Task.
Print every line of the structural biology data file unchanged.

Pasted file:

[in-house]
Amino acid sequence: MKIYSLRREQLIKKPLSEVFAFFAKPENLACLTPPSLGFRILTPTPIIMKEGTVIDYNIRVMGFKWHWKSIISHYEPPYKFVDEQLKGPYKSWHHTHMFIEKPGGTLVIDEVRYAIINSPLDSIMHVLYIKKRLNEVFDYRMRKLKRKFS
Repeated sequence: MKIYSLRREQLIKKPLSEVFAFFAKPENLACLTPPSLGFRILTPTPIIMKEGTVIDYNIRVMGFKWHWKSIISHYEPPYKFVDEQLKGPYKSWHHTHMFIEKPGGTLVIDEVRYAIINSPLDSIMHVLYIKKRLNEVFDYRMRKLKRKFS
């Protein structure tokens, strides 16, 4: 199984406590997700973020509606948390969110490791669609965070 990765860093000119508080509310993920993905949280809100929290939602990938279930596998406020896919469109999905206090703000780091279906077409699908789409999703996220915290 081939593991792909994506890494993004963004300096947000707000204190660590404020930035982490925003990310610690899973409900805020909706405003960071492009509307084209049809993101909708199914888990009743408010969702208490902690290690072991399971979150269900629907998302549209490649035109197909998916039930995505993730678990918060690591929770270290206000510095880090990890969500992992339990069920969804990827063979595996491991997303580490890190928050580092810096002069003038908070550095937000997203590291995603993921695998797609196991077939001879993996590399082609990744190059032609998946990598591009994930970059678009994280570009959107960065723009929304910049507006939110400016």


[in-house]
Amino acid sequence: MKIYSLRREQLIKKPLSEVFAFFAKPENLACLTPPSLGFRILTPTPIIMKEGTVIDYNIRVMGFKWHWKSIISHYEPPYKFVDEQLKGPYKSWHHTHMFIEKPGGTLVIDEVRYAIINSPLDSIMHVLYIKKRLNEVFDYRMRKLKRKFS
Repeated sequence: MKIYSLRREQLIKKPLSEVFAFFAKPENLACLTPPSLGFRILTPTPIIMKEGTVIDYNIRVMGFKWHWKSIISHYEPPYKFVDEQLKGPYKSWHHTHMFIEKPGGTLVIDEVRYAIINSPLDSIMHVLYIKKRLNEVFDYRMRKLKRKFS
């Protein structure tokens, strides 16, 4: 199984406590997700973020509606948390969110490791669609965070 990765860093000119508080509310993920993905949280809100929290939602990938279930596998406020896919469109999905206090703000780091279906077409699908789409999703996220915290 081939593991792909994506890494993004963004300096947000707000204190660590404020930035982490925003990310610690899973409900805020909706405003960071492009509307084209049809993101909708199914888990009743408010969702208490902690290690072991399971979150269900629907998302549209490649035109197909998916039930995505993730678990918060690591929770270290206000510095880090990890969500992992339990069920969804990827063979595996491991997303580490890190928050580092810096002069003038908070550095937000997203590291995603993921695998797609196991077939001879993996590399082609990744190059032609998946990598591009994930970059678009994280570009959107960065723009929304910049507006939110400016």